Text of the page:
Old Montreal

In Montreal, there’s a place up the hill from Place d’Armes metro, where the roads devolve from asphalt to cobblestones, the street signs suddenly change from a plain white to a rich maroon with sort of ‘old timey’ calligraphy, and the skyscrapers give way to stylish 17th and 18th century colonial buildings. It’s Vieux-Montreal (Old Montreal), and it’s great!

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As you can guess, it is the oldest part of Montreal, where the city began to grow from it’s establishment as a French colony in the 17th century. It prospered as a centre of shipping and trade until the 20’s, when downtown shifted a few kilometres away to larger offices. The area became partially abandoned and obsolete for a few decades, until the late 20th century, when Old Montreal’s intrinsic historical charm began to attract tourists.

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Playing on it’s theme of ‘old’, horse-drawn carriages clip clop around the streets, taking couples on romantic rides. And why not? It’s a very photogenic place in the rain, sun or snow. Cars are scarce and usually just crawl through the one-way streets. In it’s centre is the Place d’Armes, a large public square in the shadow of the beautiful twin-towered gothic basilica, the Notre-Dame Basilica. In the square is the Maisonneuve monument, a heroic statue of Paul de Chomedey, Montreal’s founder. In the grid of streets can be found a variety of fancy multicultural restaurants, cafes and bars, high class art galleries, and of course, tacky tourist shops.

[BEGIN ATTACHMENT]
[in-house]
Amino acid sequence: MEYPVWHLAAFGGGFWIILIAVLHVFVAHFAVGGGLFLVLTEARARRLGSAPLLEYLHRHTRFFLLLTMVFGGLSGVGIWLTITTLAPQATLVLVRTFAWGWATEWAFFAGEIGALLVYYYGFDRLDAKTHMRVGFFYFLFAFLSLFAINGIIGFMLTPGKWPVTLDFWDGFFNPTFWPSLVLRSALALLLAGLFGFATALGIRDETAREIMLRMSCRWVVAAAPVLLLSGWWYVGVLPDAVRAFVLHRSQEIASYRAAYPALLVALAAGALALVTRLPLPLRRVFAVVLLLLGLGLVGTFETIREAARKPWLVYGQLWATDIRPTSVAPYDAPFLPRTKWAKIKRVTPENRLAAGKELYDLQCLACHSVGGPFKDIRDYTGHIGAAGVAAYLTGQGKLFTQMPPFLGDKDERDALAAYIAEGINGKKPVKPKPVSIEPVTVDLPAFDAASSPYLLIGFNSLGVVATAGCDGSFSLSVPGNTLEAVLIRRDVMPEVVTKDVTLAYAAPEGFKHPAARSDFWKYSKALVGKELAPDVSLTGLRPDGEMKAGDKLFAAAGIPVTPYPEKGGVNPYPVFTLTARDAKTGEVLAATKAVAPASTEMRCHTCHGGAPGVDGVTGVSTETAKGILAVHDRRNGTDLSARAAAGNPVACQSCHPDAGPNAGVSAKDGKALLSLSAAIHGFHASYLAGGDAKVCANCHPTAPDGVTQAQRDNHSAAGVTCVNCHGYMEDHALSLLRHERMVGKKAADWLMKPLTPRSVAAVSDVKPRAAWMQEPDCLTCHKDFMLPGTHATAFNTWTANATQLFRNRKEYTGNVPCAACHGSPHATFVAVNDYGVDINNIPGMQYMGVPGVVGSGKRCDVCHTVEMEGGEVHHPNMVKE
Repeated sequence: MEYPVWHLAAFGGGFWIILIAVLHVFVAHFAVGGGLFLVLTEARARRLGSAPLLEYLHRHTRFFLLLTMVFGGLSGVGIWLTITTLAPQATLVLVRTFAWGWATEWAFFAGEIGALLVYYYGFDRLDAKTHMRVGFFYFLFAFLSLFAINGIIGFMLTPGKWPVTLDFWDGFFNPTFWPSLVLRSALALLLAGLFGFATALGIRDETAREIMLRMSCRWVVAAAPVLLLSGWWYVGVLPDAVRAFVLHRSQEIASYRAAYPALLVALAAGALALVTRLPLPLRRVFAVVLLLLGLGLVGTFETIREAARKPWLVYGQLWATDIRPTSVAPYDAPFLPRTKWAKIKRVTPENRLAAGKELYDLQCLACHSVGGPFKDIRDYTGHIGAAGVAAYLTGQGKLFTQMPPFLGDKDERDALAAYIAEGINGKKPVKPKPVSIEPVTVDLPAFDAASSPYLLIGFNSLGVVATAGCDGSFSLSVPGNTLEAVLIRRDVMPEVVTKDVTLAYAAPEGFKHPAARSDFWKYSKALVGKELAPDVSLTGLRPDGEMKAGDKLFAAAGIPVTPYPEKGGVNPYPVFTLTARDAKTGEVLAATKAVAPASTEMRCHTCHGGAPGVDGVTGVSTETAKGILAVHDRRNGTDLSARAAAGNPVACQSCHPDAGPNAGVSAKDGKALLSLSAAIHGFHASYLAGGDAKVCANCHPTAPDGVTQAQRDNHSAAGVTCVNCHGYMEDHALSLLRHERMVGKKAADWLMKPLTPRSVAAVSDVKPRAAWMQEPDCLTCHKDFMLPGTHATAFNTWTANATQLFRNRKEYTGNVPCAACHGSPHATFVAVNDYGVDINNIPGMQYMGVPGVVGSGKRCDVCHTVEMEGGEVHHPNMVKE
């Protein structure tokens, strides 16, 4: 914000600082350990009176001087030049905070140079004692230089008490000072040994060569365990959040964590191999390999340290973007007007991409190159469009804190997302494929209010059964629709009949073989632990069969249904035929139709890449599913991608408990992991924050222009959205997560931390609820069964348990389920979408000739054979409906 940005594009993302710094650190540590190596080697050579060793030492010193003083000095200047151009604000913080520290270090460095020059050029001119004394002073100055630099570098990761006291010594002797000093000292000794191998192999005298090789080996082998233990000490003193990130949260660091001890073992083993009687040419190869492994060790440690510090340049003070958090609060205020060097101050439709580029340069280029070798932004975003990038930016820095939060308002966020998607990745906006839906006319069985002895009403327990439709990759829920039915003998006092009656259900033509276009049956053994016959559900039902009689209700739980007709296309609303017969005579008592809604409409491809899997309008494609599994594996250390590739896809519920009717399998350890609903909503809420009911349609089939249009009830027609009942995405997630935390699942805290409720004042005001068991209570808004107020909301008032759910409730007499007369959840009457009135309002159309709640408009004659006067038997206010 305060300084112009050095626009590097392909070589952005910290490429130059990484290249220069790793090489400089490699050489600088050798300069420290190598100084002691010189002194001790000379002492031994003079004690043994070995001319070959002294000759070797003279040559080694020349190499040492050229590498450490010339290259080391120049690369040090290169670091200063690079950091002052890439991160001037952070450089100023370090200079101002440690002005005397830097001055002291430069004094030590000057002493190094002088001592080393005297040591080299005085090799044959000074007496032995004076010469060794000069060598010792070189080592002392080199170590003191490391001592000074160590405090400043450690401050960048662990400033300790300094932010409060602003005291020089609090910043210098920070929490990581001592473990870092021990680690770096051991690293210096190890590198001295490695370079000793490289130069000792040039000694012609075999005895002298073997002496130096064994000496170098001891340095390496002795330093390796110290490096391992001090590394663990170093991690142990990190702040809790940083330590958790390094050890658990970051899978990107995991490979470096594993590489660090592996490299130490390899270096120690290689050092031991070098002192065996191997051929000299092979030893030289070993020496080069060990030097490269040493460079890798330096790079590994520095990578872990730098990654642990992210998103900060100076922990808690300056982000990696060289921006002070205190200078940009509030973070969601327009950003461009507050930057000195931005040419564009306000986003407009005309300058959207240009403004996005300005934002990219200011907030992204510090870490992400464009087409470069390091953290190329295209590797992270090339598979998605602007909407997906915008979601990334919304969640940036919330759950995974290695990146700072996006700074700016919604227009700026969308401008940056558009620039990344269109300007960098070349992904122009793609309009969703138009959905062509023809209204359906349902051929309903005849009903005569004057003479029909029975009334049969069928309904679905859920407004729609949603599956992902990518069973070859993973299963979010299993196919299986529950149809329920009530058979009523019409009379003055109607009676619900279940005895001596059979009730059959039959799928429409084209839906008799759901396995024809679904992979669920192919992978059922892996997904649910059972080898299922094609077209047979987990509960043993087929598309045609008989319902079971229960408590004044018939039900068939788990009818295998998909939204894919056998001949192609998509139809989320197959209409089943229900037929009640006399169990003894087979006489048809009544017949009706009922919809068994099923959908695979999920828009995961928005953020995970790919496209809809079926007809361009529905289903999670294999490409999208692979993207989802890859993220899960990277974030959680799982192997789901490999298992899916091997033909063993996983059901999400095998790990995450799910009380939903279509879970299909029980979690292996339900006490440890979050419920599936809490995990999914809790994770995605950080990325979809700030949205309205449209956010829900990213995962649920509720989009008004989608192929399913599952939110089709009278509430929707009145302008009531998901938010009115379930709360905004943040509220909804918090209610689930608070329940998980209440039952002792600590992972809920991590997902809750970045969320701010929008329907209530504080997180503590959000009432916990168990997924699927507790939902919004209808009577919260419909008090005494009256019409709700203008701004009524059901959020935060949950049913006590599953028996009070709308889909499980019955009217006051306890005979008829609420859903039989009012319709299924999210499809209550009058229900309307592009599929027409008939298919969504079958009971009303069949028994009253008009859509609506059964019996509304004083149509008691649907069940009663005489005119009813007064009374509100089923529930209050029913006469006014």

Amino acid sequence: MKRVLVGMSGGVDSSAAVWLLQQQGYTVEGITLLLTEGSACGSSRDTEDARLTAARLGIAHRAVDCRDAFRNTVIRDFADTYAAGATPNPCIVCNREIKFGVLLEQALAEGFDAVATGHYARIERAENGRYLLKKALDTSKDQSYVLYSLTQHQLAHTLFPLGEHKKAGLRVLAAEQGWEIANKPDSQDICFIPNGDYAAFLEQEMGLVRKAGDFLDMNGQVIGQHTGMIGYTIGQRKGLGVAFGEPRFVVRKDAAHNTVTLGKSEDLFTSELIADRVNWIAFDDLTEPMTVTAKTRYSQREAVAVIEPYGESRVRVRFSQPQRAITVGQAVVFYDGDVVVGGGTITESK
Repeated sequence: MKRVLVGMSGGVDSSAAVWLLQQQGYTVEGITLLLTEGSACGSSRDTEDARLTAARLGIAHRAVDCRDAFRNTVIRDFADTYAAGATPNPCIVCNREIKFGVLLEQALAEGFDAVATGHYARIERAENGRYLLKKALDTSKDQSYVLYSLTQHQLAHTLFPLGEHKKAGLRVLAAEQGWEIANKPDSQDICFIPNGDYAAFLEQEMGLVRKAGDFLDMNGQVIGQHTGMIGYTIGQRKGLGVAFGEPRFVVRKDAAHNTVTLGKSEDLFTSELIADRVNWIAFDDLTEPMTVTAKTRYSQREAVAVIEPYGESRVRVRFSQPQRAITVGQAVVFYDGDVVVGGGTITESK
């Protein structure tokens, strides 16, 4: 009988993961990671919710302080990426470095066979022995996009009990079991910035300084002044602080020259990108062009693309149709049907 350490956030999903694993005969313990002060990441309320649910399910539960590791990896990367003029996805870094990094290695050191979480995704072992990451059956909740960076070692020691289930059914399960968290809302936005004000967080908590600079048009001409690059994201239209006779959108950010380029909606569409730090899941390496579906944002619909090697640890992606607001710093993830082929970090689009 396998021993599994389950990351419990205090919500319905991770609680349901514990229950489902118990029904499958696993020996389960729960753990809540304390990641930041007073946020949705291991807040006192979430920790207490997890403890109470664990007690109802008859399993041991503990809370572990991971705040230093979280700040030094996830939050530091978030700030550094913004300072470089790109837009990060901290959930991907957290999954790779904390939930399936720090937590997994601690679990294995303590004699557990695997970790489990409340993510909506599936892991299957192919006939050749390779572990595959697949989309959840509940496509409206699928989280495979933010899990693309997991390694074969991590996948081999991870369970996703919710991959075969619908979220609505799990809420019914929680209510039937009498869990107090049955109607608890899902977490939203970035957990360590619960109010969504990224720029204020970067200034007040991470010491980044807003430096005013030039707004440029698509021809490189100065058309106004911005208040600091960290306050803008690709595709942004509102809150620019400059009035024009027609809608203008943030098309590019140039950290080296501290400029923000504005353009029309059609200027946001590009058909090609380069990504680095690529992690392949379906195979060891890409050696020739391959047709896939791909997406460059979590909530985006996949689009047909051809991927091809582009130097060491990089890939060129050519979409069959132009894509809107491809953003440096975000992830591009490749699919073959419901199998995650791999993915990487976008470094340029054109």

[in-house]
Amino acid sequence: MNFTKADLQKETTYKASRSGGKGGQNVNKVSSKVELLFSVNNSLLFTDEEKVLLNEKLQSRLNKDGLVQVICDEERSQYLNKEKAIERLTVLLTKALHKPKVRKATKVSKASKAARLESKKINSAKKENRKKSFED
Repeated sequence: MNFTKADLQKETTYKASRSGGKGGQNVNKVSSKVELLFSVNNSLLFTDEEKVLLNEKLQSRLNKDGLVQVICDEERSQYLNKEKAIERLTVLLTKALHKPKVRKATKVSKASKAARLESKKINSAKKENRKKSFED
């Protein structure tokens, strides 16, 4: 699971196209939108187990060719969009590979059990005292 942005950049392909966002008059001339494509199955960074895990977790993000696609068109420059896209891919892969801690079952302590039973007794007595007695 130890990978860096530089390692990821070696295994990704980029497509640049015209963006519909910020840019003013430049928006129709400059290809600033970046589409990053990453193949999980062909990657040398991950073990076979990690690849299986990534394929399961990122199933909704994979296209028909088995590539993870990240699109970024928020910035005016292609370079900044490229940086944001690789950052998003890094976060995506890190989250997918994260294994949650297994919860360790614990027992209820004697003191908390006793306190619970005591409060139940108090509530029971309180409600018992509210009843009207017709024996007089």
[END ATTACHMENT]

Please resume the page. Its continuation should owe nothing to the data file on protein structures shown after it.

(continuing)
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Vieux-Montreal neighbours on le Vieux-Port (the old port). The Montreal Science Centre is here (though I don’t really recommend it – it really seems just to be for kids), as well as a long boardwalk taking you past the Saint-Laurent river, shipping warehouses and massive cargo ships. Though there isn’t much to do here, there are good photos to be taken. Combined, they make for a good day out.

Tire d'erable, (maple syrup taffy), a line of maple syrup poured onto the snow, then rolled up when frozen to make a lolly. This is Canada!
Tire d’erable (maple taffy) being served in Old Montreal, a line of maple syrup poured onto the snow, then rolled up when frozen to make a lolly. What could be more Canadian!

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